Sid thanks for the great article, just adding an additional element.

    Bill - Atlanta

  • by Sid Smith Mon Jul 16, 2012 via web

    @Bill - You're absolutely right. Thanks for the addition. I appreciate your distinction regarding autoresponders as well. Systems like AWeber are great for small businesses who can't afford or don't need the more complex segmentation and scoring capabilities included in more robust marketing automation systems.

  • by Jason Miller Mon Jul 16, 2012 via web

    Excellent post Sid. I think that it's important to mention the importance of visual content in the world of inbound and social for lead generation. In addition to video and slide presentations that you mention above, visual is becoming essential for early stage content and awareness. It's time for marketers to experiment and push the boundaries of their content to stand out from their competition.

    We just released a presentation on visual content marketing. I would love to hear your thoughts on visual for lead gen. http://www.slideshare.net/marketo/visual-content-marketing-capture-and-enga...

    Again, great article. I will be sure to give it a share.

    Jason Miller - Marketo

  • by Sid Smith Mon Jul 16, 2012 via web

    @Jason - Love your slideshare - excellent use of visual content. Yes, visual content has its place, especially in building awareness. However, those jumping on the infographic/visual bandwagon might heed the KISS principle. If a reader has to think about the visual for more than a few seconds, he'll give up and move on.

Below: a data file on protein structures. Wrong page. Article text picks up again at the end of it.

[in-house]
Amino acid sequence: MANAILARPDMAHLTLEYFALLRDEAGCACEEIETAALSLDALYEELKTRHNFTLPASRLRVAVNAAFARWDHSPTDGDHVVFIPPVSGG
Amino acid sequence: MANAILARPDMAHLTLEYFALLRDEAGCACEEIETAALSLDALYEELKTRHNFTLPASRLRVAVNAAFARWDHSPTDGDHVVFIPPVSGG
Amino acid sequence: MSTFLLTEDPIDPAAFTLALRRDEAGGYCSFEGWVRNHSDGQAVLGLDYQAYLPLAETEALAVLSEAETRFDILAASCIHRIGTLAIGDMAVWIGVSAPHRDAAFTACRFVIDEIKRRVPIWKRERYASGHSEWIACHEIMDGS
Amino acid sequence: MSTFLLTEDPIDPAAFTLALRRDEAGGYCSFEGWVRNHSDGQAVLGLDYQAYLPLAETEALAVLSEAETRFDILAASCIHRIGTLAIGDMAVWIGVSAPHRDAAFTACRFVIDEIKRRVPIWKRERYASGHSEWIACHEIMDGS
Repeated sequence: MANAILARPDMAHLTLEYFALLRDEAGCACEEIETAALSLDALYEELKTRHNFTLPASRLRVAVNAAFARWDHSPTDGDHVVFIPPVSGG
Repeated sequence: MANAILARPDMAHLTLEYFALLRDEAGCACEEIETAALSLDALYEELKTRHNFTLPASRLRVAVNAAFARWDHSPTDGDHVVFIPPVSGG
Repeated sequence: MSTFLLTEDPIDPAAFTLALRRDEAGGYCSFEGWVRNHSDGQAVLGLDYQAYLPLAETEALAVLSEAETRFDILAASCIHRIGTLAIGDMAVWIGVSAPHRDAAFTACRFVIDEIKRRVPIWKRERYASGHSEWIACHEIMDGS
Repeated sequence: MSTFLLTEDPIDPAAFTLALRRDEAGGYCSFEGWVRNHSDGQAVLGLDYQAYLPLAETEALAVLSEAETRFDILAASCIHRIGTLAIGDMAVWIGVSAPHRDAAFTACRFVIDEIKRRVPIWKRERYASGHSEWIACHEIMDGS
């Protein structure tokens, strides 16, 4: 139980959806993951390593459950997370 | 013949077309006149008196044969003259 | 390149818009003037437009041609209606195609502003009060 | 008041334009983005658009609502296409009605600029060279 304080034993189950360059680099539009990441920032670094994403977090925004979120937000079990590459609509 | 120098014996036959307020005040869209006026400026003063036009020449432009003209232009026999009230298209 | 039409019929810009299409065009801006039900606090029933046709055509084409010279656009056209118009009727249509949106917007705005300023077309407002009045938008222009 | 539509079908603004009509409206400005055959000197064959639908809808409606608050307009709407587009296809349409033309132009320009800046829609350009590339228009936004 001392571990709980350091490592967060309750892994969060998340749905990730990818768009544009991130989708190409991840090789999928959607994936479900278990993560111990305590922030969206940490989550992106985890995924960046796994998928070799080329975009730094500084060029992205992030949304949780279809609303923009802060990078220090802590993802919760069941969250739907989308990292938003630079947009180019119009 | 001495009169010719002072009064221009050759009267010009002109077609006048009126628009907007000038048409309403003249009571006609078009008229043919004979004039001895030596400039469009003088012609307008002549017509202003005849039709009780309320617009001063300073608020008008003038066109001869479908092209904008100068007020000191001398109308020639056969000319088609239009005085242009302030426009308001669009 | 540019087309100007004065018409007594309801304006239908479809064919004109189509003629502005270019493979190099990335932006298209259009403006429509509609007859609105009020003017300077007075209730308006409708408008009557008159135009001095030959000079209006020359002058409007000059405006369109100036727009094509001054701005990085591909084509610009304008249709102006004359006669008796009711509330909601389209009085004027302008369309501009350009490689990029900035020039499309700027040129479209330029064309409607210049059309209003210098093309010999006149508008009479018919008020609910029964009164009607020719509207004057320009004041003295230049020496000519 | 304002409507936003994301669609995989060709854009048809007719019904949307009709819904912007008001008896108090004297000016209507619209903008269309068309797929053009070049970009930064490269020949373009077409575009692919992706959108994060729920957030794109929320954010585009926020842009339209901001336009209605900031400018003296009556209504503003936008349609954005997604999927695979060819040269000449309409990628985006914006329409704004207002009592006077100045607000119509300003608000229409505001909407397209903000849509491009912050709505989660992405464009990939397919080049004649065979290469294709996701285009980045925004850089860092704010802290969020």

Ideally, you'll have a mix of content types and you'll use marketing automation, along with website analytics to see what works best for your audience. Creative types might like a visual, while more linear thinkers might prefer text.

    The timing also matters. Those farther into the buying process might be more willing to watch a video than those in the early stages. Those in the earliest stages might like simple visuals because it provides a quick answer to a question they have, while those investigating solutions want the details provided by an article or report.

    Google recently did a split test on one of their landing pages. The control was a text-based page, and the test was a video. The text page pulled (about) 20% better. It just goes to show that you don't know what will work until you try it.

  • by Catherine Fri Jul 20, 2012 via web

    Marketing Automation engines are becoming more abundant and show no indication of slowing down. It’s important to know how to use these tools. They all seem like a good idea, but are only effective if users knows how to operate them effectively and know what to do to promote their company. It is difficult to utilize all the different aspects of marketing when campaigns, postcards, and emails are all spread out in multiple products and all have different costs. When discussing this with a colleague he brought up OfficeAutopilot. I figured I’d try it. I was extremely happy with my results [remainder deleted by MarketingProfs editor for being too promotional].